He immediately recommended a coccygectomy, but because of the rarity of the procedure had to refer me to another surgeon, Dr Fox. Dr Fox was on vacation for the month of July, and when he got back, notified my PCP that he no longer performs those surgeries but referred me to Dr Stouffer (see Doctors and specialists in the USA, Utah). Dr Stouffer and I had an interview (this was three months after my initial appointment with the spine surgeon who recommended the coccygectomy). Dr Stouffer said I was a good candidate based on the physical abnormalities and severe angulation of the coccyx (94 degrees in a standing position), though the saddle parasthesia would not be effected by the surgery. I wanted a surgeon with experience, and he had done five coccygectomies in residency with a 70% success rate--I wanted a second opinion. Either way, I knew my body needed those rotting bone segments out. We live in a very isolated area, so I traveled over 300 miles north to a medical research University in SLC, though was sorely disappointed by the top neurosurgeon that there wasn't a single surgeon in the whole campus who performed coccygectomies. There was, however, one surgeon in the SLC area that did do them, (his name is on this site at the St Marks Hospital in SLC, UT), but he didn't take my insurance. (Also, I've had some very close friends that DO NOT recommend Dr Parry in St George for a coccygectomy).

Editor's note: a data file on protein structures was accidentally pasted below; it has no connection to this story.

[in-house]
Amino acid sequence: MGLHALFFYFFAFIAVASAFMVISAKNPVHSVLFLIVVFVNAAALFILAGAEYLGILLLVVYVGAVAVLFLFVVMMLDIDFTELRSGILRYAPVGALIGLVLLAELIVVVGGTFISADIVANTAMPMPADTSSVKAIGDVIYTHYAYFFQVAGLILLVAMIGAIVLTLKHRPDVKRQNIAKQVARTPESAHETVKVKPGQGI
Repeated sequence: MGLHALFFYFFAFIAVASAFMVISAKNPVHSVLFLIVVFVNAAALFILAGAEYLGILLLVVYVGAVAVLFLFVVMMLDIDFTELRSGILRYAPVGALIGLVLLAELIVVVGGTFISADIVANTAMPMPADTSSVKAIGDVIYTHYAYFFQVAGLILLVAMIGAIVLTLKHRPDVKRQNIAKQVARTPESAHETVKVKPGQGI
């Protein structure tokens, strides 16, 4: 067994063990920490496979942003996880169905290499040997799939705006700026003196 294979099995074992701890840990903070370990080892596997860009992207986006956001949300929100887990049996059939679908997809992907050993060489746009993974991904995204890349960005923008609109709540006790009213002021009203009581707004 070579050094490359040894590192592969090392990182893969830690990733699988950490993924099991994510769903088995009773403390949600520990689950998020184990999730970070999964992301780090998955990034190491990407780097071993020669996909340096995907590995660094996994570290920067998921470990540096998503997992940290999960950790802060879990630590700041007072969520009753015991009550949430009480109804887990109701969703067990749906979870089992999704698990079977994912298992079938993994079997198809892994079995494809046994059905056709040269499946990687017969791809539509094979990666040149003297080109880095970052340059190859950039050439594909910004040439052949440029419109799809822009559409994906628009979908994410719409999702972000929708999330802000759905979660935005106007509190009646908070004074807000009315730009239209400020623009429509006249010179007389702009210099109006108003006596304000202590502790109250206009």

There were three distinct fractures, one at the sacral haitus of 180 degrees, one right below the first coccyx segment, and then another fracture (not dislocation, but true fracture), where the coccygeal segment had literally splintered and had become embedded into soft tissue adjacent, but not impeding into, my colon and bladder. The surgeon later said he spent more time digging through the scar tissue to remove the bone splinters than any other part of the surgery because of the significant amount of scar tissue that existed.